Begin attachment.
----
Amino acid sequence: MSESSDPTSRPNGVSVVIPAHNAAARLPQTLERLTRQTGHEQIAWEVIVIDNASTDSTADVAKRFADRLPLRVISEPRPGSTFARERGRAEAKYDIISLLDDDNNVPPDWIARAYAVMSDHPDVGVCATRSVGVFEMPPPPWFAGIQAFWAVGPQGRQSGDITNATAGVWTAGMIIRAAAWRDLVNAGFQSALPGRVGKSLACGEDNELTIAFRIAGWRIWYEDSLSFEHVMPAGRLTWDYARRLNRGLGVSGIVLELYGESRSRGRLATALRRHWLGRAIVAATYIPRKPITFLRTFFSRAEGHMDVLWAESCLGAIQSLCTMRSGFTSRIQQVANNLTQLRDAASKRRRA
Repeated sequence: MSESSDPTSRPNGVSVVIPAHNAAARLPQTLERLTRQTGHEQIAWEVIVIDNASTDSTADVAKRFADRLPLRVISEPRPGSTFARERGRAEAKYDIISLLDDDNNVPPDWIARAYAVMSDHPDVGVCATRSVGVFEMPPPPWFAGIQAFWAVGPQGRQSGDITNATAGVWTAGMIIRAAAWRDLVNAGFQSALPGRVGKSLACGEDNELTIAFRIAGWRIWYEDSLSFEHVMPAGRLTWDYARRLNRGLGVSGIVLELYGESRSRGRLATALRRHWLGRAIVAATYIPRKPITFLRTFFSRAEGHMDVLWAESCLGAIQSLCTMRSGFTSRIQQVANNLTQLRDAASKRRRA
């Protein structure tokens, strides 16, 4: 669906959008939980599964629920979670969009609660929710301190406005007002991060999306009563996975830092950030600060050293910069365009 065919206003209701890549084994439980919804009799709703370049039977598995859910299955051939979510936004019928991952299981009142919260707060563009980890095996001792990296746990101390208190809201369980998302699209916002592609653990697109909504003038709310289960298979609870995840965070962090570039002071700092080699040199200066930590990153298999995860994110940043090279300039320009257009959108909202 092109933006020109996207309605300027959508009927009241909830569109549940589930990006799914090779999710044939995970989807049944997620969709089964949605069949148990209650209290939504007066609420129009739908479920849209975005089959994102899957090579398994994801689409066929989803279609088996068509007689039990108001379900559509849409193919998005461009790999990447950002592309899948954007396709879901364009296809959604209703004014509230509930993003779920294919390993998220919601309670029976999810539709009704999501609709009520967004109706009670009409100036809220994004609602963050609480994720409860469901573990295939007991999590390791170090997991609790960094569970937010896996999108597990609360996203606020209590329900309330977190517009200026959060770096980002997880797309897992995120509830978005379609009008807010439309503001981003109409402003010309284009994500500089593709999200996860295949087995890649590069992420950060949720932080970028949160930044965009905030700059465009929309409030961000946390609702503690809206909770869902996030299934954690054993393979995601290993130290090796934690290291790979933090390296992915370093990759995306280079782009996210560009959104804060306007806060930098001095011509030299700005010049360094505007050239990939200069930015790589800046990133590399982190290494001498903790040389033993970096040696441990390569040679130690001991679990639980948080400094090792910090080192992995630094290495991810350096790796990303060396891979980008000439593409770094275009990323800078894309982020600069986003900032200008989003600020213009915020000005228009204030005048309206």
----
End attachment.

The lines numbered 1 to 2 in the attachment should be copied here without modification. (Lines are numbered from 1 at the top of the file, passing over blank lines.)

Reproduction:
Amino acid sequence: MSESSDPTSRPNGVSVVIPAHNAAARLPQTLERLTRQTGHEQIAWEVIVIDNASTDSTADVAKRFADRLPLRVISEPRPGSTFARERGRAEAKYDIISLLDDDNNVPPDWIARAYAVMSDHPDVGVCATRSVGVFEMPPPPWFAGIQAFWAVGPQGRQSGDITNATAGVWTAGMIIRAAAWRDLVNAGFQSALPGRVGKSLACGEDNELTIAFRIAGWRIWYEDSLSFEHVMPAGRLTWDYARRLNRGLGVSGIVLELYGESRSRGRLATALRRHWLGRAIVAATYIPRKPITFLRTFFSRAEGHMDVLWAESCLGAIQSLCTMRSGFTSRIQQVANNLTQLRDAASKRRRA
Repeated sequence: MSESSDPTSRPNGVSVVIPAHNAAARLPQTLERLTRQTGHEQIAWEVIVIDNASTDSTADVAKRFADRLPLRVISEPRPGSTFARERGRAEAKYDIISLLDDDNNVPPDWIARAYAVMSDHPDVGVCATRSVGVFEMPPPPWFAGIQAFWAVGPQGRQSGDITNATAGVWTAGMIIRAAAWRDLVNAGFQSALPGRVGKSLACGEDNELTIAFRIAGWRIWYEDSLSFEHVMPAGRLTWDYARRLNRGLGVSGIVLELYGESRSRGRLATALRRHWLGRAIVAATYIPRKPITFLRTFFSRAEGHMDVLWAESCLGAIQSLCTMRSGFTSRIQQVANNLTQLRDAASKRRRA